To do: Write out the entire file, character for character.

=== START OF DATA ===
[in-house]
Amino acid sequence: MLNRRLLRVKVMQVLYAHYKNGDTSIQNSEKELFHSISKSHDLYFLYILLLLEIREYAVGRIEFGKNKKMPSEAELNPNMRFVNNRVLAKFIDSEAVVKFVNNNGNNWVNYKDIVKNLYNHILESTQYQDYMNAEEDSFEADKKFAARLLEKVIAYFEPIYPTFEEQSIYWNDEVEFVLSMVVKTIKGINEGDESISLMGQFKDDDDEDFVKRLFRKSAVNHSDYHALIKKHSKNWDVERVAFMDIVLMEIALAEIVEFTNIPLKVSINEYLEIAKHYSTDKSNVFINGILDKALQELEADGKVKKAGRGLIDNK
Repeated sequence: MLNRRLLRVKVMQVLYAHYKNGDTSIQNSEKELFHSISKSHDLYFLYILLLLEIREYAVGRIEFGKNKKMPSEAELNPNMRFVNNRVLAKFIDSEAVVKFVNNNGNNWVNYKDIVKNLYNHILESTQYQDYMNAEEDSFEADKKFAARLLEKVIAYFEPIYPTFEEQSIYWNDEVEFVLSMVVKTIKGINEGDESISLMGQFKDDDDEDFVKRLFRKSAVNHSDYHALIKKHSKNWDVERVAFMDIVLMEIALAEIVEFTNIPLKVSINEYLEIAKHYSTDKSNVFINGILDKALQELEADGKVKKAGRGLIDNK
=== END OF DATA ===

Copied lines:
[in-house]
Amino acid sequence: MLNRRLLRVKVMQVLYAHYKNGDTSIQNSEKELFHSISKSHDLYFLYILLLLEIREYAVGRIEFGKNKKMPSEAELNPNMRFVNNRVLAKFIDSEAVVKFVNNNGNNWVNYKDIVKNLYNHILESTQYQDYMNAEEDSFEADKKFAARLLEKVIAYFEPIYPTFEEQSIYWNDEVEFVLSMVVKTIKGINEGDESISLMGQFKDDDDEDFVKRLFRKSAVNHSDYHALIKKHSKNWDVERVAFMDIVLMEIALAEIVEFTNIPLKVSINEYLEIAKHYSTDKSNVFINGILDKALQELEADGKVKKAGRGLIDNK
Repeated sequence: MLNRRLLRVKVMQVLYAHYKNGDTSIQNSEKELFHSISKSHDLYFLYILLLLEIREYAVGRIEFGKNKKMPSEAELNPNMRFVNNRVLAKFIDSEAVVKFVNNNGNNWVNYKDIVKNLYNHILESTQYQDYMNAEEDSFEADKKFAARLLEKVIAYFEPIYPTFEEQSIYWNDEVEFVLSMVVKTIKGINEGDESISLMGQFKDDDDEDFVKRLFRKSAVNHSDYHALIKKHSKNWDVERVAFMDIVLMEIALAEIVEFTNIPLKVSINEYLEIAKHYSTDKSNVFINGILDKALQELEADGKVKKAGRGLIDNK